News & Politics

National Zoo to Close Invertebrate Exhibit for Good

What a spineless move.

Sorry, cuttlefish. Photograph courtesy National Zoo.

Invertebrate organisms represent an estimated 99 percent of all known living species, but after Saturday, they’ll be the centerpieces of 0 percent of exhibits at the National Zoo. The zoo says it is closing its long-running invertebrate exhibit permanently on Sunday in a move the Smithsonian says will save $1 million a year.

“This difficult decision is not a reflection of the importance of invertebrates or how we feel about them,” Dennis Kelly, the zoo’s director, says in a press release.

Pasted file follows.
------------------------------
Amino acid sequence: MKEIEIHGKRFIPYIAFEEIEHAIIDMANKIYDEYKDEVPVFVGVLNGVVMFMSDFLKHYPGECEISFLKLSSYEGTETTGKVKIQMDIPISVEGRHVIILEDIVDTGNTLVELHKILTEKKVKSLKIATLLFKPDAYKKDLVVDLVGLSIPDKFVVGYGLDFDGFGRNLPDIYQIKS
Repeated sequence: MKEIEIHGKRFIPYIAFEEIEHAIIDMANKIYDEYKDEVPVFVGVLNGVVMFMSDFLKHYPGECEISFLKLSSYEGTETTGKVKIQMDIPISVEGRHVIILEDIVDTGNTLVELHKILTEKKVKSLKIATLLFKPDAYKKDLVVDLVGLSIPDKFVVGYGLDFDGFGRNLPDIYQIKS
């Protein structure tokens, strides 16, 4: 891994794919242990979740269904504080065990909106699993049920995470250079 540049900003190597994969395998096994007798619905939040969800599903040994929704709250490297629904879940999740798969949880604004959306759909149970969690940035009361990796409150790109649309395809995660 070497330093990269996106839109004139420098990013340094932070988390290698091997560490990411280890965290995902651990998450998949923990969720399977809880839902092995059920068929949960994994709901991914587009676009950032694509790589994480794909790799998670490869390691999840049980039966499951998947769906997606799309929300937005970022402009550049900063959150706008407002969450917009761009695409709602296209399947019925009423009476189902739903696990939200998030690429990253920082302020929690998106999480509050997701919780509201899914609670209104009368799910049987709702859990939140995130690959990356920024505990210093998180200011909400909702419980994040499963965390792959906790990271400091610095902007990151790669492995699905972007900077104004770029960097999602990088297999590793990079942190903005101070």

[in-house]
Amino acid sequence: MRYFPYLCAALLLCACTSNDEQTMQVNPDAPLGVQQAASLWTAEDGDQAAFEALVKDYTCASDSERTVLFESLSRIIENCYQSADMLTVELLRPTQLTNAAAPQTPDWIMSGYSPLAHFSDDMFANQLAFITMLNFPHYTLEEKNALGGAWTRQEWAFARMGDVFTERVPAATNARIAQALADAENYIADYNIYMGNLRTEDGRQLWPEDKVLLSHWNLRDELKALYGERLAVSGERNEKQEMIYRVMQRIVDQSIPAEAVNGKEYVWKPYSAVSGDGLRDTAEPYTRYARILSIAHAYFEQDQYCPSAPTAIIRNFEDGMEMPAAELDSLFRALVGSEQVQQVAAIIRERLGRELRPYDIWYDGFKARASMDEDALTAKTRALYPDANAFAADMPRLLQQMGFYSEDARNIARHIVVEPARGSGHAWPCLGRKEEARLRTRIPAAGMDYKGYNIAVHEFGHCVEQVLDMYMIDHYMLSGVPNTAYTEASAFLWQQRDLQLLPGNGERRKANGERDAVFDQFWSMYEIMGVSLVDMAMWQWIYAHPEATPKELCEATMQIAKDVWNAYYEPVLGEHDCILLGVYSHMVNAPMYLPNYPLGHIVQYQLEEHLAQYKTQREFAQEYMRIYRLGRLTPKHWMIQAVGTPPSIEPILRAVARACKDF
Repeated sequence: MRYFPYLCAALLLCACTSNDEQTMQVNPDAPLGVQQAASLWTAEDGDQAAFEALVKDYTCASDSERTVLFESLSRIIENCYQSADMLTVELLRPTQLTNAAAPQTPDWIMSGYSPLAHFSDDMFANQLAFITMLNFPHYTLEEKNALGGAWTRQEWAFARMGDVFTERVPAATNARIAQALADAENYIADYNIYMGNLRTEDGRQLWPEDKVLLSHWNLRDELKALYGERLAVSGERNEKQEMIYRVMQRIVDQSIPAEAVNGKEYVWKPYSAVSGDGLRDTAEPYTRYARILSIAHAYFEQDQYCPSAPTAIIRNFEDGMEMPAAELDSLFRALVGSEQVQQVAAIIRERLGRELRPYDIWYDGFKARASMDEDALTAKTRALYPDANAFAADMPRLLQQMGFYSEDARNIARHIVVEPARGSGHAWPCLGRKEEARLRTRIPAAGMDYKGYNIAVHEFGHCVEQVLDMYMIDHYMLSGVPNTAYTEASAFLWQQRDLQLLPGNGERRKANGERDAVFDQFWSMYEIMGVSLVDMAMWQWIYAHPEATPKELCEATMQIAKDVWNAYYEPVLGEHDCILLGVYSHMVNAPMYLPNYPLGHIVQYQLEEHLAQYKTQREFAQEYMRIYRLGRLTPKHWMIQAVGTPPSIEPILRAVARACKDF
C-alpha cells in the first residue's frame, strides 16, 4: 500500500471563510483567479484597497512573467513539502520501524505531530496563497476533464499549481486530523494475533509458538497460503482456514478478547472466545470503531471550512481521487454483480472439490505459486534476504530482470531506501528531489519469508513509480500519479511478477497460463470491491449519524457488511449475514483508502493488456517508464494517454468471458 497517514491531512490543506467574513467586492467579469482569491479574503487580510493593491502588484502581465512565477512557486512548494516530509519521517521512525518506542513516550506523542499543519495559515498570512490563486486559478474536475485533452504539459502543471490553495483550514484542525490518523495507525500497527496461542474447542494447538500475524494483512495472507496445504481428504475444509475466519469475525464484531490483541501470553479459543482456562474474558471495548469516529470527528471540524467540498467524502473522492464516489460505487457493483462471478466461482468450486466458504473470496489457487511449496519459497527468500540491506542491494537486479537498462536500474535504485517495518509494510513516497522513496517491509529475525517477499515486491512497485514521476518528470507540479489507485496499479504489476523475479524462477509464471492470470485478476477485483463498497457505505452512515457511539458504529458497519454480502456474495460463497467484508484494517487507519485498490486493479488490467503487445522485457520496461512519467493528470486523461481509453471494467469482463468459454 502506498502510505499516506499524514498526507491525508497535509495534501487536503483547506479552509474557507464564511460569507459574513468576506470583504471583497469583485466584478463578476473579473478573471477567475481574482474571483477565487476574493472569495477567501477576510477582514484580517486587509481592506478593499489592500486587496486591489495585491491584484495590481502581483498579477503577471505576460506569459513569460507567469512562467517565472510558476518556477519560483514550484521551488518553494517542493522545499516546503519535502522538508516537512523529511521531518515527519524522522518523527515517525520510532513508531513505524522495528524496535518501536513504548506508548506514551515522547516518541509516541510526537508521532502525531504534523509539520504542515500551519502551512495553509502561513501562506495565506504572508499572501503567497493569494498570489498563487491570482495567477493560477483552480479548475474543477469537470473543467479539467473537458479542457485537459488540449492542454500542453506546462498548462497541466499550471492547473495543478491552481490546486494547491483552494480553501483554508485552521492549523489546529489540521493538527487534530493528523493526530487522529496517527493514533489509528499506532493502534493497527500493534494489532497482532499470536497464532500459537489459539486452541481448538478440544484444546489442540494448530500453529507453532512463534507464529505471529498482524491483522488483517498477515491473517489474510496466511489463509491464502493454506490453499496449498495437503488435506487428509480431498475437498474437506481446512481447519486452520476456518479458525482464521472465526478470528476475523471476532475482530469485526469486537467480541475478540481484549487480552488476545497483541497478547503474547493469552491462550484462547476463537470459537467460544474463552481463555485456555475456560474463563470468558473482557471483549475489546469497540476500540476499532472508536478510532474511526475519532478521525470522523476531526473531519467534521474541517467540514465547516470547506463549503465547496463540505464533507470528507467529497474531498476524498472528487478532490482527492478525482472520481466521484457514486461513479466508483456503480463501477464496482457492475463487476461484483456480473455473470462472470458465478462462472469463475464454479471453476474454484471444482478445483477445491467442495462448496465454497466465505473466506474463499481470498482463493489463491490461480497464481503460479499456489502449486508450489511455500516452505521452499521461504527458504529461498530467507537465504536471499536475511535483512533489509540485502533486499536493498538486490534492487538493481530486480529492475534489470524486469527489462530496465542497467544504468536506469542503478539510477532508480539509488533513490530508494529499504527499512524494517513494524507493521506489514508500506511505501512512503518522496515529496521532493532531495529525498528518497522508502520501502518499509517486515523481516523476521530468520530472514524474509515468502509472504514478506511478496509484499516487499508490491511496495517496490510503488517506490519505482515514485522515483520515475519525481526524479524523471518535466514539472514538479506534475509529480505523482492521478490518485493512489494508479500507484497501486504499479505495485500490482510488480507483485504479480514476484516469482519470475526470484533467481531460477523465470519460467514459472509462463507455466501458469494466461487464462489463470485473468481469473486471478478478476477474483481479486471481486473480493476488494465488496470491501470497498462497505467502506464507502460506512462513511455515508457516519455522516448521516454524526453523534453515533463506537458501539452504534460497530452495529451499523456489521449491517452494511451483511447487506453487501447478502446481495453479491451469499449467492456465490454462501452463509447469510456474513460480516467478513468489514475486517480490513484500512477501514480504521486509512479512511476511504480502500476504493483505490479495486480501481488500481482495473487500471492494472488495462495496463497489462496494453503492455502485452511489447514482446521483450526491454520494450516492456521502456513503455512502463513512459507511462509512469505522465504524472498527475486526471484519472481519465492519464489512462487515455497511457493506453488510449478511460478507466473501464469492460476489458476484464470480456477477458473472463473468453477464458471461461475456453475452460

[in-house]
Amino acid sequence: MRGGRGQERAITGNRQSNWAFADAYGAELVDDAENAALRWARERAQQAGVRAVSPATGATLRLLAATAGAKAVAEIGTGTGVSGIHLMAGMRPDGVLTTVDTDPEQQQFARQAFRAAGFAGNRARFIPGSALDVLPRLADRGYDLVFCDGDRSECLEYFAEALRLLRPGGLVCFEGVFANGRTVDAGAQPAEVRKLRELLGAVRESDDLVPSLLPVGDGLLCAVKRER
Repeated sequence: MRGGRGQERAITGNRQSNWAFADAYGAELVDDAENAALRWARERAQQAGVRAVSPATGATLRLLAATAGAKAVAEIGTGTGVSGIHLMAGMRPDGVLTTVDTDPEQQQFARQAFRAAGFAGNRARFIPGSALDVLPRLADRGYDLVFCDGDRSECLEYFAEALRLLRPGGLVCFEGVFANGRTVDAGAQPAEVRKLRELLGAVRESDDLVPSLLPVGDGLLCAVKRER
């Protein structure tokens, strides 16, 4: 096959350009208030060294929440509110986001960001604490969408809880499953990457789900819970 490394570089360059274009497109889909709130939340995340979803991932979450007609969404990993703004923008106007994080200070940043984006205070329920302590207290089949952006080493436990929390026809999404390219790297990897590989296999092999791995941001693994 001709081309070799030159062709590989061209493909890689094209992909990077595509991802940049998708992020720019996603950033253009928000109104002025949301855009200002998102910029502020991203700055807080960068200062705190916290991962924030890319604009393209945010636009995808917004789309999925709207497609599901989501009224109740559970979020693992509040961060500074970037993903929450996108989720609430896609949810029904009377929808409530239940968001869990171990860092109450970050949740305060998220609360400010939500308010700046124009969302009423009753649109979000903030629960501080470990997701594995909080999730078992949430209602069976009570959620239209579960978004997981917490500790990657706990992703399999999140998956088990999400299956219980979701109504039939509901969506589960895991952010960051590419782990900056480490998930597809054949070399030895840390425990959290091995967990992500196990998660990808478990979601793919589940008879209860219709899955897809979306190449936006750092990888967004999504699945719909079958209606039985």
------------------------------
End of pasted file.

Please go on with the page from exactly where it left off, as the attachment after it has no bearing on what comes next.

The decision to close the 27-year-old invertebrate display—which features spineless creatures such as cuttlefish, coral, anemones, Chesapeake blue crabs, spiny lobsters, giant clams, and butterflies—was made to spare the Smithsonian the estimated $5 million it would cost to upgrade the exhibit. (By contrast, the zoo spends $550,000 just on giant pandas, although pandas make for better merchandise than cuttlefish.)

The zoo says most of its resident invertebrates will either be moved to other exhibits or transferred to other zoos and aquariums, while a few specimens with short life spans will die off before the exhibit closes this weekend.

Staff Writer

Benjamin Freed joined Washingtonian in August 2013 and covers politics, business, and media. He was previously the editor of DCist and has also written for Washington City Paper, the New York Times, the New Republic, Slate, and BuzzFeed. He lives in Adams Morgan.